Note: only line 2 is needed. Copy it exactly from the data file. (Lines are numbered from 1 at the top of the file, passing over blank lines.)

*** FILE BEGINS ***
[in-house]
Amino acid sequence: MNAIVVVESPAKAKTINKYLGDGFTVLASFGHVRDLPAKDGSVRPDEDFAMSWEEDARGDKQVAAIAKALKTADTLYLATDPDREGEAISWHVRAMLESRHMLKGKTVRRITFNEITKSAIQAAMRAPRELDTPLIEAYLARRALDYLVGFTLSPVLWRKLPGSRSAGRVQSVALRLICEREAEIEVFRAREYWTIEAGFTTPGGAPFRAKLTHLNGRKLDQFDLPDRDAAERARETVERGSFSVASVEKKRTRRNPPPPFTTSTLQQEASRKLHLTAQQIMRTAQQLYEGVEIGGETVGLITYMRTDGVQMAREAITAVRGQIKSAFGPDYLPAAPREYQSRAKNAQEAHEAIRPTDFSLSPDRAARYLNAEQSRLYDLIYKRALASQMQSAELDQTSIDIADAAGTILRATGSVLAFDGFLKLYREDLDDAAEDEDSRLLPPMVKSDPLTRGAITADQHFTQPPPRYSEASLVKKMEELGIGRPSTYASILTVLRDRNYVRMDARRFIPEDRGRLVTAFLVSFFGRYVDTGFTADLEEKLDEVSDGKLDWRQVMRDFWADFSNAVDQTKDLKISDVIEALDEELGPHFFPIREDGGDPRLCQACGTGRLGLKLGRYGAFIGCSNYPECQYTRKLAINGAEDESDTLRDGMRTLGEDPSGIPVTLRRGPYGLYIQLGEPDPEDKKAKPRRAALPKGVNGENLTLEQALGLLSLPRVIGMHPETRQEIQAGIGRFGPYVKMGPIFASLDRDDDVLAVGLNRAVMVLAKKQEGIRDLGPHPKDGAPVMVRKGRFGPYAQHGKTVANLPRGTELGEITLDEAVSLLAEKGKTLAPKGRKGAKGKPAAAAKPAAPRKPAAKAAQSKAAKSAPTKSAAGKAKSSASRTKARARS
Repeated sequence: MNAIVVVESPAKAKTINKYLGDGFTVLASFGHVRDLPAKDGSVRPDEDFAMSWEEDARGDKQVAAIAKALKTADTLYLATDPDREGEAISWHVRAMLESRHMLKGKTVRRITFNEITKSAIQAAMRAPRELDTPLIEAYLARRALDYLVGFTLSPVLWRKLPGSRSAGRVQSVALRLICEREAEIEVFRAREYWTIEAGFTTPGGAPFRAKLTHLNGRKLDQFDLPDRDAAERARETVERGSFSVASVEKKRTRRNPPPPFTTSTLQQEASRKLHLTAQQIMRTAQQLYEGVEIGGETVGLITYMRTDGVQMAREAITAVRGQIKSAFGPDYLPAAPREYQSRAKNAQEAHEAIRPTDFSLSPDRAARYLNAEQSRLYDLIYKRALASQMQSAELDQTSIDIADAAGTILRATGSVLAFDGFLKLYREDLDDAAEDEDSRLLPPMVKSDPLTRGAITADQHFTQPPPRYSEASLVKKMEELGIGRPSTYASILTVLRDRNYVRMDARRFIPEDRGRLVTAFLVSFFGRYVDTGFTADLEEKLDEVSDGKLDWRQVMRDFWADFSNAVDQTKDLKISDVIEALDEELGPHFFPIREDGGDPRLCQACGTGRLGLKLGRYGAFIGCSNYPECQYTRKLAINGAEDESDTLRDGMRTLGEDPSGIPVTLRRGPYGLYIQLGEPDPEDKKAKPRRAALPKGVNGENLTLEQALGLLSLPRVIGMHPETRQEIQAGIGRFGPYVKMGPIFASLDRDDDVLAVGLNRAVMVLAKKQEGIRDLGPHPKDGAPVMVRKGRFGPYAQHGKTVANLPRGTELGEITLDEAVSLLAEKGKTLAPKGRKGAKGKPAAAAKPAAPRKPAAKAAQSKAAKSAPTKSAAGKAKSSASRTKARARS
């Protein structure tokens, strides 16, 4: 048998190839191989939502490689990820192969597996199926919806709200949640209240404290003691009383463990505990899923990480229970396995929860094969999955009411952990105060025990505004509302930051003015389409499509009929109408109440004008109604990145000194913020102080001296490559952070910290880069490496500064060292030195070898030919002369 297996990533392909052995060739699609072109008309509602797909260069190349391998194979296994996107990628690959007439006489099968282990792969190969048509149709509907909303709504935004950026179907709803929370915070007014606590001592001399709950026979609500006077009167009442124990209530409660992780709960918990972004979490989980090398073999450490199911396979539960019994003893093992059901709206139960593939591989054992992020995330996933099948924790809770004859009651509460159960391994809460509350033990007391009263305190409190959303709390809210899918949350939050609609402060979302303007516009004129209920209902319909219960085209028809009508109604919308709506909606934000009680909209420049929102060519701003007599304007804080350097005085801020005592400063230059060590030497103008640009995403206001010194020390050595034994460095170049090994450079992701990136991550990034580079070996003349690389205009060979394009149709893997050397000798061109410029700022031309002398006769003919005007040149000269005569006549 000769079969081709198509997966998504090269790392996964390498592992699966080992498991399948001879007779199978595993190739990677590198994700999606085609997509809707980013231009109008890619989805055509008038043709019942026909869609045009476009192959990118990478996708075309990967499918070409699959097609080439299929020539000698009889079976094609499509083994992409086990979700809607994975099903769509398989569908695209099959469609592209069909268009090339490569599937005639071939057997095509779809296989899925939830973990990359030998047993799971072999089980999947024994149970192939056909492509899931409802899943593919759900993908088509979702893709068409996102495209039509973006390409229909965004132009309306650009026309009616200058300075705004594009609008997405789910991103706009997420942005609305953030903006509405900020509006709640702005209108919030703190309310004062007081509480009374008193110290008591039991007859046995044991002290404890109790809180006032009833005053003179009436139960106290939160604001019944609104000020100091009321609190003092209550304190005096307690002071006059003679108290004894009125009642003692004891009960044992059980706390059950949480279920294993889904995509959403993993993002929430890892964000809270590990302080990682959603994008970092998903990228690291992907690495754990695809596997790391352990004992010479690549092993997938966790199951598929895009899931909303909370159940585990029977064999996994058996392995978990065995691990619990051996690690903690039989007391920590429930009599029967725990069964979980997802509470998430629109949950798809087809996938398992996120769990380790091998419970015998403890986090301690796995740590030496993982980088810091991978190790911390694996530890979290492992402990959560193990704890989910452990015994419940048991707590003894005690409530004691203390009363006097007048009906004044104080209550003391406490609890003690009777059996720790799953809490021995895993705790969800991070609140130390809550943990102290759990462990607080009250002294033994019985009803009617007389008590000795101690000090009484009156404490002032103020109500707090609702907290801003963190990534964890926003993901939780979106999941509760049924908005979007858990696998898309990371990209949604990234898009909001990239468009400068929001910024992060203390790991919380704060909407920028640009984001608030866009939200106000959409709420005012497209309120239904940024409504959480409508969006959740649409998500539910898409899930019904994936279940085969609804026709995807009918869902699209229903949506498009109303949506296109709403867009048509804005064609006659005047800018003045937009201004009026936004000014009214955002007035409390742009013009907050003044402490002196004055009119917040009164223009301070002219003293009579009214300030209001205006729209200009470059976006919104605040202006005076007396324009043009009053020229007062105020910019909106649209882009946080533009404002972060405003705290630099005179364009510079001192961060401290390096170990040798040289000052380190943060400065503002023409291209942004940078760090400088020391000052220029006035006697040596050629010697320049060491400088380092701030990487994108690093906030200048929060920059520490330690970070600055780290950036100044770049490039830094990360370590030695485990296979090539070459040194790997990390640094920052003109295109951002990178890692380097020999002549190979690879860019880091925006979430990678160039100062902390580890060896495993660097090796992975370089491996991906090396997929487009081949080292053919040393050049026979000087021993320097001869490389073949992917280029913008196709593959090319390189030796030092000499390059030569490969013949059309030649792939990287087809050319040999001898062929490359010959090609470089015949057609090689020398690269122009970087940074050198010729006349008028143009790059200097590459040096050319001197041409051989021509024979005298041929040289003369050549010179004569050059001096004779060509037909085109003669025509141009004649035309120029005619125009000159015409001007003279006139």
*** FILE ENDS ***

Amino acid sequence: MNAIVVVESPAKAKTINKYLGDGFTVLASFGHVRDLPAKDGSVRPDEDFAMSWEEDARGDKQVAAIAKALKTADTLYLATDPDREGEAISWHVRAMLESRHMLKGKTVRRITFNEITKSAIQAAMRAPRELDTPLIEAYLARRALDYLVGFTLSPVLWRKLPGSRSAGRVQSVALRLICEREAEIEVFRAREYWTIEAGFTTPGGAPFRAKLTHLNGRKLDQFDLPDRDAAERARETVERGSFSVASVEKKRTRRNPPPPFTTSTLQQEASRKLHLTAQQIMRTAQQLYEGVEIGGETVGLITYMRTDGVQMAREAITAVRGQIKSAFGPDYLPAAPREYQSRAKNAQEAHEAIRPTDFSLSPDRAARYLNAEQSRLYDLIYKRALASQMQSAELDQTSIDIADAAGTILRATGSVLAFDGFLKLYREDLDDAAEDEDSRLLPPMVKSDPLTRGAITADQHFTQPPPRYSEASLVKKMEELGIGRPSTYASILTVLRDRNYVRMDARRFIPEDRGRLVTAFLVSFFGRYVDTGFTADLEEKLDEVSDGKLDWRQVMRDFWADFSNAVDQTKDLKISDVIEALDEELGPHFFPIREDGGDPRLCQACGTGRLGLKLGRYGAFIGCSNYPECQYTRKLAINGAEDESDTLRDGMRTLGEDPSGIPVTLRRGPYGLYIQLGEPDPEDKKAKPRRAALPKGVNGENLTLEQALGLLSLPRVIGMHPETRQEIQAGIGRFGPYVKMGPIFASLDRDDDVLAVGLNRAVMVLAKKQEGIRDLGPHPKDGAPVMVRKGRFGPYAQHGKTVANLPRGTELGEITLDEAVSLLAEKGKTLAPKGRKGAKGKPAAAAKPAAPRKPAAKAAQSKAAKSAPTKSAAGKAKSSASRTKARARS